Striking a Balance: The Role of Value Congruence in Shaping Employee Job Satisfaction and Turnover Intentions
Stazyk, Edmund C.
University of Kansas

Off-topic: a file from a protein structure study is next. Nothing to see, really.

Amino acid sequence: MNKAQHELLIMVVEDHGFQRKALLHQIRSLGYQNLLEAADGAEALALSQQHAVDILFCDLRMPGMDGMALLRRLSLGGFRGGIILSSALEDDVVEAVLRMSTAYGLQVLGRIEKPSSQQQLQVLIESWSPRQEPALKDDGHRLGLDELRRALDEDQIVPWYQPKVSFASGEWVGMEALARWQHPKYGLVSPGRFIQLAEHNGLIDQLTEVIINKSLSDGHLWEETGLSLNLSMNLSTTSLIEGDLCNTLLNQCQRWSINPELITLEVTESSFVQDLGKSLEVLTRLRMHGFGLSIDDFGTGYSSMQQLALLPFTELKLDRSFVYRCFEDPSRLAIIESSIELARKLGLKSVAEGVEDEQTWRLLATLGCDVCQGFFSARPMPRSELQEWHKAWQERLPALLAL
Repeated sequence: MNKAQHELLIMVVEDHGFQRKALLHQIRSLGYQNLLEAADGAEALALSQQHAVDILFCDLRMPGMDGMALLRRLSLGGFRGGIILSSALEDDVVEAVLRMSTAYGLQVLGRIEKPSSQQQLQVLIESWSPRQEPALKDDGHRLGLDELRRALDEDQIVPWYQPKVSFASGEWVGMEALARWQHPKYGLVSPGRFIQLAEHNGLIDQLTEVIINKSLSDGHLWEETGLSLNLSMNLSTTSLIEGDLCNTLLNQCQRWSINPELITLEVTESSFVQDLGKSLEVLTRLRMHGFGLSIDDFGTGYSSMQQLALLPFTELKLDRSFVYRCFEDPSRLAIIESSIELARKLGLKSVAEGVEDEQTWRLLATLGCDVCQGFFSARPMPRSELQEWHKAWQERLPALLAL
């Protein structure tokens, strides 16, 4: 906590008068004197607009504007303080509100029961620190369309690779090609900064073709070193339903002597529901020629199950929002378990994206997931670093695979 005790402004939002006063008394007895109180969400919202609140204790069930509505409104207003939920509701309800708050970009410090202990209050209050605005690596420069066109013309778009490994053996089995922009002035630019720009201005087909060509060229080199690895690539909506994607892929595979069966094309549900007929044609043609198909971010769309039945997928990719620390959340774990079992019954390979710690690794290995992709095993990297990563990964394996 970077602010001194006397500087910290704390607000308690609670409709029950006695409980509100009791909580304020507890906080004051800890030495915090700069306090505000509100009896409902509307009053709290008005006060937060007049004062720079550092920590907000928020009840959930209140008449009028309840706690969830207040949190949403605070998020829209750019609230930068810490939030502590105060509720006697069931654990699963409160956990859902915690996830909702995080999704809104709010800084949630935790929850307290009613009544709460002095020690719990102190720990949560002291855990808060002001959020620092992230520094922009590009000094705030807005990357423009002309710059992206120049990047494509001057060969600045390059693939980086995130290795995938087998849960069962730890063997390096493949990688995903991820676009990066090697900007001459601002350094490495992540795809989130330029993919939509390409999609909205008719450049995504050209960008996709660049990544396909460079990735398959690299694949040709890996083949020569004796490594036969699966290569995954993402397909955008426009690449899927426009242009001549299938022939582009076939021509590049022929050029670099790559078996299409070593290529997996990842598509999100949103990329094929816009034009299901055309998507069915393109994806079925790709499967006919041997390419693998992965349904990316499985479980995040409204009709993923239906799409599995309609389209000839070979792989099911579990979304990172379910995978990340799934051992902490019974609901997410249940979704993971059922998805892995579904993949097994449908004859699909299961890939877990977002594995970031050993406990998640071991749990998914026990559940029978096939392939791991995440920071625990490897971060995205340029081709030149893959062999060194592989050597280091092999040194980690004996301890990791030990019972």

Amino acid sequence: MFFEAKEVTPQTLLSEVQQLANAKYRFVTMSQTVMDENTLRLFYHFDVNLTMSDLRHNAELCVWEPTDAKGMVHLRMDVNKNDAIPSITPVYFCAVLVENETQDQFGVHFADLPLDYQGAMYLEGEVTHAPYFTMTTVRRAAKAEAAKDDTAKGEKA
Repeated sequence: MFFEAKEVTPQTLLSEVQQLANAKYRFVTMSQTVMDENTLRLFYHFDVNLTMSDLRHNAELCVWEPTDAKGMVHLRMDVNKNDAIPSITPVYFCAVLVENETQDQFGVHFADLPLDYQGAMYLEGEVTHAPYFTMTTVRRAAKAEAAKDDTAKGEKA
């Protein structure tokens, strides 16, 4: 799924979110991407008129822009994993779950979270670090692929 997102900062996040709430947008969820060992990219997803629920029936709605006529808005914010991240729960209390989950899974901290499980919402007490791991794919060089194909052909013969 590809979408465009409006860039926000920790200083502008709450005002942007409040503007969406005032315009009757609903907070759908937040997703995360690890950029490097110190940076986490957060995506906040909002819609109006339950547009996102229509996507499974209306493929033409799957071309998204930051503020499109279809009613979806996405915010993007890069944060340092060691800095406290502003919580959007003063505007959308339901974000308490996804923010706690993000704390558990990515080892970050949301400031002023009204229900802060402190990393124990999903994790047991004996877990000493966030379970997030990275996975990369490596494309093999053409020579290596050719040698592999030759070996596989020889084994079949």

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The past two decades have seen a rapid growth in scholarship on public service motivation. So far, findings indicate the concept bears considerable theoretical and empirical warrant. That said, several surprising inconsistencies have been identified in public service motivation research. These inconsistencies have prompted scholars to argue models relying on public service motivation as a key explanatory factor should also consider how well employees fit with their organizations--commonly referred to as value congruence. However, there are relatively few public service motivation studies that incorporate value congruence. Moreover, these studies have viewed congruence rather narrowly, considering only a limited number of factors that may plausibly be influenced by employee fit. Consequently, this study builds upon earlier theory to examine a broader range of factors that may shape employee value congruence, including public service motivation, employee reward satisfaction, human capital investments, hierarchical authority, and goal and role ambiguity. The study further assumes high levels of value congruence will increase employee job satisfaction and reduce employee turnover intentions. Data collected in Phase IV of the National Administrative Studies Project (NASP-IV) is used to test three research questions and 15 hypotheses. Results confirm the significance of the value congruence concept, and further suggest value congruence mediates the relationships between public service motivation, human capital investments, goal and role ambiguity, and organizational hierarchy on employee job satisfaction. Higher levels of job satisfaction are associated with diminished employee turnover intentions. Interestingly, employee reward satisfaction had no effect on value congruence, but instead directly influenced turnover intentions. Results also suggest certain organizational positions and socio-demographic factors repeatedly influence study findings. The study concludes by offering potential avenues for future research.
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